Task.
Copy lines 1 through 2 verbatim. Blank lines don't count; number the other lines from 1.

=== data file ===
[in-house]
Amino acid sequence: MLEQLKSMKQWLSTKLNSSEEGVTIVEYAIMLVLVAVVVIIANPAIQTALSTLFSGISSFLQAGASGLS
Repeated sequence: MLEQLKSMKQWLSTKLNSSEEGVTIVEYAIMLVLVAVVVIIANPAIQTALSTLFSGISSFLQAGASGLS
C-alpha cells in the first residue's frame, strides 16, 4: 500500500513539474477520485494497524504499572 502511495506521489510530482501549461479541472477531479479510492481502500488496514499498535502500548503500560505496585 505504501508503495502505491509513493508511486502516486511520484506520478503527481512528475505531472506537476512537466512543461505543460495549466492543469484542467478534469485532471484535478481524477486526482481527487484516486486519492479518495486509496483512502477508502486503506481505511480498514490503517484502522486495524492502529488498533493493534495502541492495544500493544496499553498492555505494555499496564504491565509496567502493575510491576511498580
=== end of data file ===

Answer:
[in-house]
Amino acid sequence: MLEQLKSMKQWLSTKLNSSEEGVTIVEYAIMLVLVAVVVIIANPAIQTALSTLFSGISSFLQAGASGLS